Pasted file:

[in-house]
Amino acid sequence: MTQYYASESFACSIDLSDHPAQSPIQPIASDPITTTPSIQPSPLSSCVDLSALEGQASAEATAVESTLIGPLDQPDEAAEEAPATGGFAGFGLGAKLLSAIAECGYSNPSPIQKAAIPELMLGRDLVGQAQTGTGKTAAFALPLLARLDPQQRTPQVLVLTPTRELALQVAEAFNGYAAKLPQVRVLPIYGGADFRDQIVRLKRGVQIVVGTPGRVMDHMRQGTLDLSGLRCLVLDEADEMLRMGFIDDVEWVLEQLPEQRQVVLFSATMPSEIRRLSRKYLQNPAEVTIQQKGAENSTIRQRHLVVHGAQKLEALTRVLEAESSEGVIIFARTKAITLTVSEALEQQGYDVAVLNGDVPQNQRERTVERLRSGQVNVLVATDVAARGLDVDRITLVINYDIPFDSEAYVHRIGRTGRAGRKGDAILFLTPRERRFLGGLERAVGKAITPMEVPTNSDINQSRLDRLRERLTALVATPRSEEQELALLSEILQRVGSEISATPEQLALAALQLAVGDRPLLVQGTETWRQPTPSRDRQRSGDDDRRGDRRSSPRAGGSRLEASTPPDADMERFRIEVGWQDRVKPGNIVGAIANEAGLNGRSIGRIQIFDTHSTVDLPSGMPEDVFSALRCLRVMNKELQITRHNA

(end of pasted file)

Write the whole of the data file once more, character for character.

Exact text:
[in-house]
Amino acid sequence: MTQYYASESFACSIDLSDHPAQSPIQPIASDPITTTPSIQPSPLSSCVDLSALEGQASAEATAVESTLIGPLDQPDEAAEEAPATGGFAGFGLGAKLLSAIAECGYSNPSPIQKAAIPELMLGRDLVGQAQTGTGKTAAFALPLLARLDPQQRTPQVLVLTPTRELALQVAEAFNGYAAKLPQVRVLPIYGGADFRDQIVRLKRGVQIVVGTPGRVMDHMRQGTLDLSGLRCLVLDEADEMLRMGFIDDVEWVLEQLPEQRQVVLFSATMPSEIRRLSRKYLQNPAEVTIQQKGAENSTIRQRHLVVHGAQKLEALTRVLEAESSEGVIIFARTKAITLTVSEALEQQGYDVAVLNGDVPQNQRERTVERLRSGQVNVLVATDVAARGLDVDRITLVINYDIPFDSEAYVHRIGRTGRAGRKGDAILFLTPRERRFLGGLERAVGKAITPMEVPTNSDINQSRLDRLRERLTALVATPRSEEQELALLSEILQRVGSEISATPEQLALAALQLAVGDRPLLVQGTETWRQPTPSRDRQRSGDDDRRGDRRSSPRAGGSRLEASTPPDADMERFRIEVGWQDRVKPGNIVGAIANEAGLNGRSIGRIQIFDTHSTVDLPSGMPEDVFSALRCLRVMNKELQITRHNA